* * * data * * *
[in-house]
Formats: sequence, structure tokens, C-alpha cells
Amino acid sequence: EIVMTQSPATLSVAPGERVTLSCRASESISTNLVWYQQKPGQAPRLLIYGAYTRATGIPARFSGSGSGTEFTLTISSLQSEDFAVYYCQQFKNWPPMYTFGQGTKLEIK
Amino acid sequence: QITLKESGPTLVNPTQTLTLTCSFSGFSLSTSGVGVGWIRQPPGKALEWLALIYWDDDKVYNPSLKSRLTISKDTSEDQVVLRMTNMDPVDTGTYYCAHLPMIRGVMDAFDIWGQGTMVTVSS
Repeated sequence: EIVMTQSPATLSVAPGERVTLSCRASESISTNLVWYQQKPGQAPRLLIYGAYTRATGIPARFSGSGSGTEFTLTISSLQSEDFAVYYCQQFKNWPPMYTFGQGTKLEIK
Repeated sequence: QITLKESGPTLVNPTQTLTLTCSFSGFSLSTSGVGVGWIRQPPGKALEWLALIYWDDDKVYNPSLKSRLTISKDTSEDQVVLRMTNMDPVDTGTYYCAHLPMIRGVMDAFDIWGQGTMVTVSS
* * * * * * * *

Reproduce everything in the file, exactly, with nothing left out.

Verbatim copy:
[in-house]
Formats: sequence, structure tokens, C-alpha cells
Amino acid sequence: EIVMTQSPATLSVAPGERVTLSCRASESISTNLVWYQQKPGQAPRLLIYGAYTRATGIPARFSGSGSGTEFTLTISSLQSEDFAVYYCQQFKNWPPMYTFGQGTKLEIK
Amino acid sequence: QITLKESGPTLVNPTQTLTLTCSFSGFSLSTSGVGVGWIRQPPGKALEWLALIYWDDDKVYNPSLKSRLTISKDTSEDQVVLRMTNMDPVDTGTYYCAHLPMIRGVMDAFDIWGQGTMVTVSS
Repeated sequence: EIVMTQSPATLSVAPGERVTLSCRASESISTNLVWYQQKPGQAPRLLIYGAYTRATGIPARFSGSGSGTEFTLTISSLQSEDFAVYYCQQFKNWPPMYTFGQGTKLEIK
Repeated sequence: QITLKESGPTLVNPTQTLTLTCSFSGFSLSTSGVGVGWIRQPPGKALEWLALIYWDDDKVYNPSLKSRLTISKDTSEDQVVLRMTNMDPVDTGTYYCAHLPMIRGVMDAFDIWGQGTMVTVSS